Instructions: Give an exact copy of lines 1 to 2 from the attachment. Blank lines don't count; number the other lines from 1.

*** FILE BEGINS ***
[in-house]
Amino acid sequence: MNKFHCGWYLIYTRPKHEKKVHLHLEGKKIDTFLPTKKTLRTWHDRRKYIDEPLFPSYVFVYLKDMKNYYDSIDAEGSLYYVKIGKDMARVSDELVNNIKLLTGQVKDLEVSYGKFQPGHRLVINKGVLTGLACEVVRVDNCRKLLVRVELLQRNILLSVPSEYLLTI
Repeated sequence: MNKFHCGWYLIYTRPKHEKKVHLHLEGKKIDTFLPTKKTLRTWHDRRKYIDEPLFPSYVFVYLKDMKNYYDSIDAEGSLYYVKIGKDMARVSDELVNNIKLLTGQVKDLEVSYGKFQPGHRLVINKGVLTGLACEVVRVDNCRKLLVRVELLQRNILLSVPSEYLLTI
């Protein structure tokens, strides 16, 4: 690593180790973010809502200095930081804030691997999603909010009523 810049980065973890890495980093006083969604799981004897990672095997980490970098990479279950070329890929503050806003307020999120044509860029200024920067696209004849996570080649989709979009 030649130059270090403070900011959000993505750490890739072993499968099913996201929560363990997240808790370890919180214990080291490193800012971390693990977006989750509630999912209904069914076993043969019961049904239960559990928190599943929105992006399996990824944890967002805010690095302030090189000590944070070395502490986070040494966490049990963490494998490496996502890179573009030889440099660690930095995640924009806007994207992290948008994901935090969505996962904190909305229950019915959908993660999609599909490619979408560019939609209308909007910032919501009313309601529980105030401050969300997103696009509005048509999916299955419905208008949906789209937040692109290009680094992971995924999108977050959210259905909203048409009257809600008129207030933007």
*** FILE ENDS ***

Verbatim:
[in-house]
Amino acid sequence: MNKFHCGWYLIYTRPKHEKKVHLHLEGKKIDTFLPTKKTLRTWHDRRKYIDEPLFPSYVFVYLKDMKNYYDSIDAEGSLYYVKIGKDMARVSDELVNNIKLLTGQVKDLEVSYGKFQPGHRLVINKGVLTGLACEVVRVDNCRKLLVRVELLQRNILLSVPSEYLLTI